a second look. 

Book Bucket List | The Ideal Bookshelf of Rebecca Rupp

This year for One Book, One San Joaquin, we are featuring Rebecca Rupp's After Eli as our children's read.  This is a fantastic book about friendship, sorting out priorities, and healing after a tragic loss. Rebecca will also be featured in the Reading Meets Art: My Ideal Bookshelf program.  She gave us the list of the books that she couldn't live without and have the most meaning in her life.  We then took that list and had them illustrated by local artists.  Rebecca's painting will be featured during the Ideal Bookshelf Reception at the Cesar Chavez Library on Monday, September 9 at 6:00 p.m.

Along with their list of books, each participant submitted a write up discussing why their books have special meaning or hold a special place in their life.  These will be displayed with the renderings of the Ideal Bookshelves.  

As a little preview to the big event, I wanted to share what Rebecca wrote regarding her own Ideal Bookshelf.

Illustrated by Serena Cho
My (Sort of) Ideal Bookshelf
The Papers of Samuel Marchbanks by Robertson Davies
            Robertson Davies was a Canadian writer, playwright, and professor – who, by the time I belatedly discovered him, had a bushy white beard that made him look (depending on his expression) like Rasputin, Charles Darwin, or Santa Claus. He’s known for his rich, dense, wonderful novels (I love them) but the book that had practical impact on me was The Papers of Samuel Marchbanks.
            Samuel Marchbanks is Davies’s curmudgeonly alter-ego. Under the name of Marchbanks, Davies, in the 1940s, wrote essays and editorials for an Ontario newspaper, of which Papers is a collection of the best. Among these is a year’s-worth of Marchbanks’s irascible daily (daily!) journal. In it, he reflects and reports on an immense array of topics, comments on the human condition, skewers everything he doesn’t like (dogs, opera), and complains about his evil coal furnace. It’s funny, eccentric, caustic, and catchy.
I’d like to try that, I thought.
Now I keep a daily journal - part record, part writer’s notebook, part sounding board – and I can’t imagine how I ever did without it.
I owe it to Samuel.

 The Common Reader by Virginia Woolf

            The name Virginia Woolf is usually followed by the descriptor “author of To the Lighthouse and Mrs. Dalloway” – and yes, those are wonderful books and I love them. I am a Woolf groupie.
            However, the first of her books that I read were her essay collections, The Common Reader and The Second Common Reader. These essays, which left me in awe of Virginia, are all gorgeously crafted works of art – clever, perceptive, erudite, the sort of essays any writer would strive to emulate. But for me, Virginia packed a double whammy, because of Dorothy Osborne.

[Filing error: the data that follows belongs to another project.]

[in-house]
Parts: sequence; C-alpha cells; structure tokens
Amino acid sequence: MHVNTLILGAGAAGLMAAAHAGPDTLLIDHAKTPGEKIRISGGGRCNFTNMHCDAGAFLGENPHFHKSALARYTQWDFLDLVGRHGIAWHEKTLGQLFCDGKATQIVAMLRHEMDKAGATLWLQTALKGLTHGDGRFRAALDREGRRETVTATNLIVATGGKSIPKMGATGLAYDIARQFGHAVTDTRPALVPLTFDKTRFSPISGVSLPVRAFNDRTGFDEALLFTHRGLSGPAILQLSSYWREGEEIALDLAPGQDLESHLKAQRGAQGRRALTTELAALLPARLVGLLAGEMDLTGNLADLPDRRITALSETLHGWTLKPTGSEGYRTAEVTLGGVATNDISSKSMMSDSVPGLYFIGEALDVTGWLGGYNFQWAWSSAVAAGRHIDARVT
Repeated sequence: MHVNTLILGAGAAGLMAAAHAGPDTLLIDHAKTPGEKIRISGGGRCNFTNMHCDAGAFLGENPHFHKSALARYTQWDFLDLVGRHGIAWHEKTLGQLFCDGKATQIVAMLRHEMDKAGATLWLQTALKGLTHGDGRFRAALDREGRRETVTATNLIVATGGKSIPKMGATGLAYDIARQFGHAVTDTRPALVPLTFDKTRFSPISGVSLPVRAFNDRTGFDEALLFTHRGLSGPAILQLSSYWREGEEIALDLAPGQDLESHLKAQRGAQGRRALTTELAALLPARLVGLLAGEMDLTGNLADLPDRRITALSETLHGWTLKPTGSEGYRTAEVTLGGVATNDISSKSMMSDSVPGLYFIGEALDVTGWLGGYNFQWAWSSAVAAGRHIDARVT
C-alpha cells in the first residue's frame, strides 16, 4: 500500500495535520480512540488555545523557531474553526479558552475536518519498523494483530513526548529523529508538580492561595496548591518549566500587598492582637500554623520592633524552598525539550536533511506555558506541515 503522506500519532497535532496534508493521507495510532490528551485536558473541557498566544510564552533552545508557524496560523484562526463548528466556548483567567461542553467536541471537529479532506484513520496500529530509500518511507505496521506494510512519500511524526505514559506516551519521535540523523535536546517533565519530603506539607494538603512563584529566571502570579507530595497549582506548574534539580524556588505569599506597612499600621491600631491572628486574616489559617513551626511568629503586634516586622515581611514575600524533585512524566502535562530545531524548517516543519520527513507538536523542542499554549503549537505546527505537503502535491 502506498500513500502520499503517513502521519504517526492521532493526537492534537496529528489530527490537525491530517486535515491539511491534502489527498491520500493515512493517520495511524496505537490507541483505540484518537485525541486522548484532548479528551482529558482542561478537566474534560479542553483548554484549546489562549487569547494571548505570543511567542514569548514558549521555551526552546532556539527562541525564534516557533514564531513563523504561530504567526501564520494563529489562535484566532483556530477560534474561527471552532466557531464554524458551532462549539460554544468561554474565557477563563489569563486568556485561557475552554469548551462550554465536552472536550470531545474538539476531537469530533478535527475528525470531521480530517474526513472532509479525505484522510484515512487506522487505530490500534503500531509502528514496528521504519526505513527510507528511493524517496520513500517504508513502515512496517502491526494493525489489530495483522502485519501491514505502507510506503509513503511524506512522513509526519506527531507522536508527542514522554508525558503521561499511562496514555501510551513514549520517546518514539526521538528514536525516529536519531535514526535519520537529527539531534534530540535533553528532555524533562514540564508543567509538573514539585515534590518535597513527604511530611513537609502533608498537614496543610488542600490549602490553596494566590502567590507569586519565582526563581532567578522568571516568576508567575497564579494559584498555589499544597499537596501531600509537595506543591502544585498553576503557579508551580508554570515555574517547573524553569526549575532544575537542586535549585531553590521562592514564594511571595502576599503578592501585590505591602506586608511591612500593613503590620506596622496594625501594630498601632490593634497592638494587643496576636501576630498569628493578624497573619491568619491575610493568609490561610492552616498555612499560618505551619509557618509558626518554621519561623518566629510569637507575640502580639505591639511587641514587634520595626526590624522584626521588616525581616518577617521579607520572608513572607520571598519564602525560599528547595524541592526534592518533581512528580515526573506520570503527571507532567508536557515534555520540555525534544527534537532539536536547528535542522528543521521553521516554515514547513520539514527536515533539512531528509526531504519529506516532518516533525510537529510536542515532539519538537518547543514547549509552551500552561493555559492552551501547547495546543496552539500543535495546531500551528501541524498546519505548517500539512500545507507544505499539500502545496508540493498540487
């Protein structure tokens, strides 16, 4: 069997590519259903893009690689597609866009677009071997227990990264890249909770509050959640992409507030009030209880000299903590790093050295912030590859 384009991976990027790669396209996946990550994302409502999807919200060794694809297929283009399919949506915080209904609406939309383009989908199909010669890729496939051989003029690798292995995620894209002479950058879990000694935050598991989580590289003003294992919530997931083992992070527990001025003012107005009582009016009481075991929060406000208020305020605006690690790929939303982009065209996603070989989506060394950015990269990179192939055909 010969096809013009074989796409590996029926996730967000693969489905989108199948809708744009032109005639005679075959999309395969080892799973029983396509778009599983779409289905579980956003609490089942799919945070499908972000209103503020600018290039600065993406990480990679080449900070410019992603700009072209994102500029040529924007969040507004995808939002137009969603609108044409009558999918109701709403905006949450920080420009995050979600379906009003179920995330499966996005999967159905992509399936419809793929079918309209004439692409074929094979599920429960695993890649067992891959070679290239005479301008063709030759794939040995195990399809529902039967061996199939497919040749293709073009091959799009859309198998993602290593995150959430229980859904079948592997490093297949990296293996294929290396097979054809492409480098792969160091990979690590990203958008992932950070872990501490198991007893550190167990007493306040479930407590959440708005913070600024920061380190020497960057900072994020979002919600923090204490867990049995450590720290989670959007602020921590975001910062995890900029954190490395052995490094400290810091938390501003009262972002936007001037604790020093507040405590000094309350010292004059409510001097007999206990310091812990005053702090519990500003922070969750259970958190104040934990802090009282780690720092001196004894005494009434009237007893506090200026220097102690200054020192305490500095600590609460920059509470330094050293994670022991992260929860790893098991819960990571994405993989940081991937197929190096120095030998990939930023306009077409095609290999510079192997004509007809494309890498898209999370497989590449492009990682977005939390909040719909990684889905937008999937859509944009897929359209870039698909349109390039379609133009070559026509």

Dorothy – the subject of Woolf’s essay “Dorothy Osborne’s Letters” – was born in 1627, and fell in love at the age of 19 with Sir William Temple, a suitor of whom her family violently disapproved. In the seven years before they could marry (they had to wait for the deaths of both objecting fathers), they wrote letters. None of William’s survives, but the British Library has 77 of Dorothy’s – all crammed with a vivid and opinionated personality, speaking her mind on any number of topics (including marriage; she’s not sure it’s a good idea).
            However, she eventually marries William and spends the rest of her life dutifully supporting his career and having seven children. She never wrote again, and all the sparkle that was Dorothy seems to have gone out of her. The last glimpse we have is a casual mention in a note from her husband’s secretary, who describes her as “mild.” (Dorothy, mild!) I hope she was happy, but it’s hard not to see her life, as Woolf does, as a feminist tragedy. You wonder what she might have done if only she’d had money and a room of her own.
I’ve loved many novels with feminist themes – Middlemarch, The Handmaid’s Tale, The Color Purple – but Dorothy just struck a lasting chord. Perhaps because she was real. Perhaps because she was born, so unfairly, 300 years too early. Perhaps because I’ve never liked the word mild.
            And perhaps because Virginia Woolf didn’t either.

Alice in Wonderland is brilliant and I’ve loved it since I learned to read.  I come back to it time and again.
I think that we all could do worse than believe six impossible things before breakfast.

To Kill a Mockingbird by Harper Lee

There are a lot of books told from the point of view of a child – but very few that really, beautifully, work. Harper Lee puts you back in a kid’s bare feet and lets you walk around in them. This is a wonderful book for many reasons, but one of them is that it helps me remember what life – the confusing world of adults, the elusive world of childhood - truly looked like when I was eight.
It’s also a moral compass. When it comes to issues of right and wrong, I ask what Atticus Finch would do.

Illustrated by Brittany Montejano
Little Women by Louisa May Alcott

I got Little Women for my ninth birthday, read it that very night, and thought Jo made a huge mistake in chucking Laurie (heir to a fortune) in favor of that pudgy middle-aged German professor. I’ve since come around on the professor (who was, after all, played in the 1994 movie version by Gabriel Byrne) and anyway Laurie must have had problems since he went on to marry Amy. Amy. Please.
            Little Women is an inspirational classic for nine-(and up)-year-old female bookworms – along with Anne of Green Gables and Harriet the Spy.  We all identify with tomboy Jo, who wants to be a writer, is a whiz at amateur theatricals, and is disastrous when it comes to parties and clothes.
            But here’s the thing about Little Women: BETH DIED. It was my first experience of heartbreak. I can’t say this totally prepared me for future tragedy, but it did give me my first awful taste of what it might feel like.

J.B. by Archibald MacLeish